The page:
Home » Berlinale opens with Irish drama “Small Things Like These”

Berlinale opens with Irish drama “Small Things Like These”

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Berlinale opens with Irish drama “Small Things Like These”

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Cillian Murphy inaugurates the Berlinale: the famous Irish actor is the protagonist of “Small Things Like These”, a film by Tim Mielants which was chosen to open the 74th edition of this year’s festival.
After the extraordinary success of “Oppenheimer”, Murphy returns to the big screen in a decidedly busy role.

The actor plays the role of Bill Furlong, a coal trader and loving father of five daughters, who lives with his family in an Irish village. During the Christmas period of 1985, the man discovers some secrets concerning the convent in his city and which will bring him back to confront his traumatic past.

Case Magdalene

At the basis of “Small Things Like These” is the novel of the same name by Claire Keegan, an Irish writer born in 1968 whose works the world of cinema had already drawn from for “The Quiet Girl”, a 2022 film which was nominated for the Oscar for best international feature film. Both the novel and the film thus go back in time to take up the theme of the Magdalene Houses, women’s institutions managed on behalf of the Irish government by nuns belonging to various Catholic orders. The aim was apparently to reform “lost young women”, but the treatment suffered by girls within these spaces was often appalling and they were exploited for very unspiritual matters.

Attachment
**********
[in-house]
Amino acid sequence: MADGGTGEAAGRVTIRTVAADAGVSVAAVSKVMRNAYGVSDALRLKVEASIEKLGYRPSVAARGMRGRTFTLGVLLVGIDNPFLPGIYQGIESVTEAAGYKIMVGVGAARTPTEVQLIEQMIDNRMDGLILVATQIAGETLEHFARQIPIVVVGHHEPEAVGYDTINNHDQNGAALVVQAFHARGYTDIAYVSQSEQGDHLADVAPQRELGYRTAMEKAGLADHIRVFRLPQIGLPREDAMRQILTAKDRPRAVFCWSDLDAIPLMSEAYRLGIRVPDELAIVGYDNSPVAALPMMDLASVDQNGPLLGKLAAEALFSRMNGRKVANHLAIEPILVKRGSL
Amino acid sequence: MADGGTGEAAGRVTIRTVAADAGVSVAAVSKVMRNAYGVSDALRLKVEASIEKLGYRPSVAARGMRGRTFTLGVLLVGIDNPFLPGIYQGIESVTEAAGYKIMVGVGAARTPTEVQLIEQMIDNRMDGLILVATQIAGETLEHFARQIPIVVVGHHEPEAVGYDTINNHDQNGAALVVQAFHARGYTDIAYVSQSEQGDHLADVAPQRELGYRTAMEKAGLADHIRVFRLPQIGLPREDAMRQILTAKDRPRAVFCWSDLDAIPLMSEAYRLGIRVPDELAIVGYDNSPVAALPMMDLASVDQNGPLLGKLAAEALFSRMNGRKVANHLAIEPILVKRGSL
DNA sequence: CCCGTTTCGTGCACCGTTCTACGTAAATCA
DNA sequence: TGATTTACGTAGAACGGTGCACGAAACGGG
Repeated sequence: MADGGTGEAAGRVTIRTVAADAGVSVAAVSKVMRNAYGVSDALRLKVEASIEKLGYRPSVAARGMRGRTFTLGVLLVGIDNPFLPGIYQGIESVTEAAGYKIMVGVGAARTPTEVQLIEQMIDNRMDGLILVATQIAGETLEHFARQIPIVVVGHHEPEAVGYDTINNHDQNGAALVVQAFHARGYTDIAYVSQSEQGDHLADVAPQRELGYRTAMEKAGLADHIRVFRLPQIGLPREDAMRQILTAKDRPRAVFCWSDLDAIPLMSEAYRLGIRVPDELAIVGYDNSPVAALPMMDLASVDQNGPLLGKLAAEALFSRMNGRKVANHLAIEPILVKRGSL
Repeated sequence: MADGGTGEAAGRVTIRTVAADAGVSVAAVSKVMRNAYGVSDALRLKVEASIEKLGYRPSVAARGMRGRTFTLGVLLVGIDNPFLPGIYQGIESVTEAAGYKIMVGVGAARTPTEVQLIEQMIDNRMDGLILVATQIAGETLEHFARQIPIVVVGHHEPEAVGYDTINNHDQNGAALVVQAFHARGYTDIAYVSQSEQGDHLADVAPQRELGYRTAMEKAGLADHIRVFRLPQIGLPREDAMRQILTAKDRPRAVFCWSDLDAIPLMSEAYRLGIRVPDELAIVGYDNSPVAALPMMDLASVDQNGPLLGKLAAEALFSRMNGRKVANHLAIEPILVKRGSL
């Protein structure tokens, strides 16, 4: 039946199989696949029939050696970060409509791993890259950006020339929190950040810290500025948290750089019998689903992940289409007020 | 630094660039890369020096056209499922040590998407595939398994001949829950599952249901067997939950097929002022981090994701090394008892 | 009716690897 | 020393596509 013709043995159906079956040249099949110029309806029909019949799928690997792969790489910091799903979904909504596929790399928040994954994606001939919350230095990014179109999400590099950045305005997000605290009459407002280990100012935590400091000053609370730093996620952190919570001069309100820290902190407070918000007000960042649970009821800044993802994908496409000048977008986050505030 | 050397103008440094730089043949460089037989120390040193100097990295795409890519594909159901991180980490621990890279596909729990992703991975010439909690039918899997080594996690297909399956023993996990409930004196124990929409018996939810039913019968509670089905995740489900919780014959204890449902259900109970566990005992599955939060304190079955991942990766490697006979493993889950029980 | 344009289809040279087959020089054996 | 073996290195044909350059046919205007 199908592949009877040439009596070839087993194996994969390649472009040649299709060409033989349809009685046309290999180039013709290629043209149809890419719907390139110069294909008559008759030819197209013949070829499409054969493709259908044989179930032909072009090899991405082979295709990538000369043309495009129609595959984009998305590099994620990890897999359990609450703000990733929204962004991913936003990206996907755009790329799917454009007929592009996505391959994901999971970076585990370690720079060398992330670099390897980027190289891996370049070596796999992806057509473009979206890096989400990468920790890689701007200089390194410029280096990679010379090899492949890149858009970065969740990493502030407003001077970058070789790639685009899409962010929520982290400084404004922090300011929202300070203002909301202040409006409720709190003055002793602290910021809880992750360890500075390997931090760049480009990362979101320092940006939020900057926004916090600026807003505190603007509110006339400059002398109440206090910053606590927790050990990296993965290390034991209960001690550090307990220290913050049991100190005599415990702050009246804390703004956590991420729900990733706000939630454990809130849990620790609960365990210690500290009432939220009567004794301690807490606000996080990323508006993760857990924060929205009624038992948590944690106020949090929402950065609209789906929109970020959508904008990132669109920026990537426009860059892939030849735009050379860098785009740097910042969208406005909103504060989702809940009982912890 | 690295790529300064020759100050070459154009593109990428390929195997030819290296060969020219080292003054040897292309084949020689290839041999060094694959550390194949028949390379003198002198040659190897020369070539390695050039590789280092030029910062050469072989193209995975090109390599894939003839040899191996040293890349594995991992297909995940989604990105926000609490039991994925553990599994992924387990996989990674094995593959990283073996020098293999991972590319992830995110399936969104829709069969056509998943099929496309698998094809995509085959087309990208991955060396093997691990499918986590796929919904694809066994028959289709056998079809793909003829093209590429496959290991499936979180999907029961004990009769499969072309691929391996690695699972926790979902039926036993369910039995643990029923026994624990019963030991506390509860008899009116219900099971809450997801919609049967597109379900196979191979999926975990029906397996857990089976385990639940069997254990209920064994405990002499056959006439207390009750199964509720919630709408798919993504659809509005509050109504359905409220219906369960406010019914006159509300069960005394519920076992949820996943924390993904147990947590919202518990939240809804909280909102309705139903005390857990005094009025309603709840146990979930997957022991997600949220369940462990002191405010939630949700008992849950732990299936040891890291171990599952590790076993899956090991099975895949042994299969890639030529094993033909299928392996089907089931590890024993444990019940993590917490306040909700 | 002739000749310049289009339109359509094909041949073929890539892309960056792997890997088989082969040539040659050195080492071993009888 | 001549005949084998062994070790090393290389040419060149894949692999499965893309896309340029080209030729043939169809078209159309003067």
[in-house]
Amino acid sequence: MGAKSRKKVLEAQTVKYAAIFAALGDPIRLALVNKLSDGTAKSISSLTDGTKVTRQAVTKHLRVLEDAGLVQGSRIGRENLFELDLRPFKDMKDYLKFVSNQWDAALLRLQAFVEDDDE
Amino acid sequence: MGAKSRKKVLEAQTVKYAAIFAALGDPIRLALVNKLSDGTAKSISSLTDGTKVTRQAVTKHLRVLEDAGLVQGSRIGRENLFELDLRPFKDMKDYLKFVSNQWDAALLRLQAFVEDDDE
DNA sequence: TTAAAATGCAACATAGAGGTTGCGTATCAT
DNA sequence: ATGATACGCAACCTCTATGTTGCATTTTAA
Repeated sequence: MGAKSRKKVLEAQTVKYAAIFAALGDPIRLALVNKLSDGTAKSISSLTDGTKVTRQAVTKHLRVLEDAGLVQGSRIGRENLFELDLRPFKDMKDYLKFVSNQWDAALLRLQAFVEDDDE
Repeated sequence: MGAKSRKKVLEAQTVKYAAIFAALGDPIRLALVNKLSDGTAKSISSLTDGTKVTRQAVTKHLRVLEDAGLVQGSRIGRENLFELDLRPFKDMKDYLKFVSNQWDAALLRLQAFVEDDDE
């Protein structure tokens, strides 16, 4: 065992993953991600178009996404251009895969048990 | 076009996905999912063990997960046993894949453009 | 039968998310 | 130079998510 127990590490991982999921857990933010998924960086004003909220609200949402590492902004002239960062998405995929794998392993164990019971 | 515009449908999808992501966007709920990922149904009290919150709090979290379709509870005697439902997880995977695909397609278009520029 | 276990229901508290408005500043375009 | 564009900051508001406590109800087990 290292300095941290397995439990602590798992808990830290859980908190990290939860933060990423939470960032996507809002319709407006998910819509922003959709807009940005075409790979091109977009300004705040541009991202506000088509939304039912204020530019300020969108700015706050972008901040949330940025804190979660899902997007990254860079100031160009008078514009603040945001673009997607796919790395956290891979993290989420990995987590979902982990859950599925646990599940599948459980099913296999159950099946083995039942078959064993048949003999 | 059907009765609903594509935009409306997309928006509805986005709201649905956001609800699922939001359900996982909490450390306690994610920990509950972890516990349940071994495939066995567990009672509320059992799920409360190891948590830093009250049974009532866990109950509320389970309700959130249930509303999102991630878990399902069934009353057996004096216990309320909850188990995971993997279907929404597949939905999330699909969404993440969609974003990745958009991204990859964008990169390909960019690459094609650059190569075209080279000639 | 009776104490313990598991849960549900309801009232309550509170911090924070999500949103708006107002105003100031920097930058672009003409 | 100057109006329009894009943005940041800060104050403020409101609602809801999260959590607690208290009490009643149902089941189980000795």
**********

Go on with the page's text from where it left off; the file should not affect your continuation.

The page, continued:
Peter Mullan had also expressed himself on the same theme with his film “Magdalene”, winner of the Golden Lion at the 2002 Venice Film Festival, but we can also mention, among the titles relating to the topic, “Philomena” by Stephen Frears.

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A well written character

In addition to the historical-political context that is told, the character of the protagonist is equally fundamental in this film, well written and well played by Murphy, who tries to shed light on the truth while at the same time remaining focused on his family. His desire to opposing injustice goes hand in hand with his attention towards the most needy people, as is told from the very first sequences. If his gestures are capable of offering food for thought, more didactic is the constant use of editing that alternates his adult life with his childhood: the recent discoveries have reawakened the memories of a tragedy experienced as a child, but the flashbacks are quite telephonic and do not always have the necessary strength to be able to shake as they would like.

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